‘Travelling: It leaves you speechless, then turns you into a storyteller.’
I recently returned from a beautiful getaway in Rome where it was 24 degrees and I ate my body-weight in gelato. Travelling for me has always had it’s ups and downs – I love to adventure and explore the world but being in new places, meeting new people and doing new things are all delicious opportunities for anxiety to latch onto.
My trip in numbers: 9 scoops of gelato, 4 pizzas, 5 coffees, 3 glasses of prosecco, 30,000 steps a day, 13 landmarks, 2 proposals, 1 wedding, 7 instagram uploads, 2 markets, 5 stars for the hotel, 4 postcards sent and 232 new pictures now on my camera roll!
Being away from home allowed me to forget about the worries that I associate with day-to-day life. It felt like I had got my metaphorical remote-control and pressed pause on real life, allowing me to escape to another country and enjoy myself, not having to worry about anything back home.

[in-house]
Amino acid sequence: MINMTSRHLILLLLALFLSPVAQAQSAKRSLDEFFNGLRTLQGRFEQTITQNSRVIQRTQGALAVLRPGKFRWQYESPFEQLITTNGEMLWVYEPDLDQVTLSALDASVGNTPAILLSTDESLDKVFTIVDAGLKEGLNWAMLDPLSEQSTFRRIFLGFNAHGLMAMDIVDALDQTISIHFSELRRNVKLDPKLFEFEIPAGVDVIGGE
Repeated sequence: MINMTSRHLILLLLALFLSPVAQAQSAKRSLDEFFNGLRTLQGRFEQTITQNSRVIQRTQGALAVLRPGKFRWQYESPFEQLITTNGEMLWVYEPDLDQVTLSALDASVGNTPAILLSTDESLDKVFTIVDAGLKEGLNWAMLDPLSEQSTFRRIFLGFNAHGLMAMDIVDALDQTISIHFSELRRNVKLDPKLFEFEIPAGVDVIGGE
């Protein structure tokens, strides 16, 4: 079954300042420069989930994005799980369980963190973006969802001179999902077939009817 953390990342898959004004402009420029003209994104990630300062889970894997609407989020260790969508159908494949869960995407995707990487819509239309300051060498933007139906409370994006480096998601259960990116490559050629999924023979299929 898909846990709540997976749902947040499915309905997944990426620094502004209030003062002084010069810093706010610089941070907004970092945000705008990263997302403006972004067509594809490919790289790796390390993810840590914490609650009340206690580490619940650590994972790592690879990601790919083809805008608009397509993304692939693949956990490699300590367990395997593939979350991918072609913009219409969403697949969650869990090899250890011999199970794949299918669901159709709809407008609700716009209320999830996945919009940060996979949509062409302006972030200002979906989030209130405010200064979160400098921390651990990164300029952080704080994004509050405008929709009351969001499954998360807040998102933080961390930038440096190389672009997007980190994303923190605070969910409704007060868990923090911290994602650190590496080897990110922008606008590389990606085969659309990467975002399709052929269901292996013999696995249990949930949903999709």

Travel anxiety is extremely common. To avoid feeling anxious on the journey, I ensured that I packed my hand-luggage carefully. I included a book, my headphones and iPhone, a sleeping mask, lavender oil and an adult colouring book in order to shut out the world if need be. I did get anxious on the journey home, suddenly overwhelmingly aware of the inevitability of death (that’s a whole other blog post…!) but other than that, I was perfectly prepared.
Being in Rome, I felt carefree and enjoyed exploring and making memories. However, now that I’m home, I feel like I have a million things to do and almost feel selfish for ‘running away’ and leaving everything behind. This is where anxiety kicks in, leading to guilt, regret, panic, stress, paranoia and all the other lovely symptoms of having a brain that won’t stop talking. This is where I have to give myself some tough love and rationalise the situation: I’m allowed to have fun. I’m allowed to be happy. Maybe if I keep saying it, sometime soon I might start to believe it.
I’ve come home with a nose covered in freckles, stories to tell and pride in my heart knowing that I combatted something which my anxiety didn’t want me to do.
(Image: Trevi Fountain, Rome)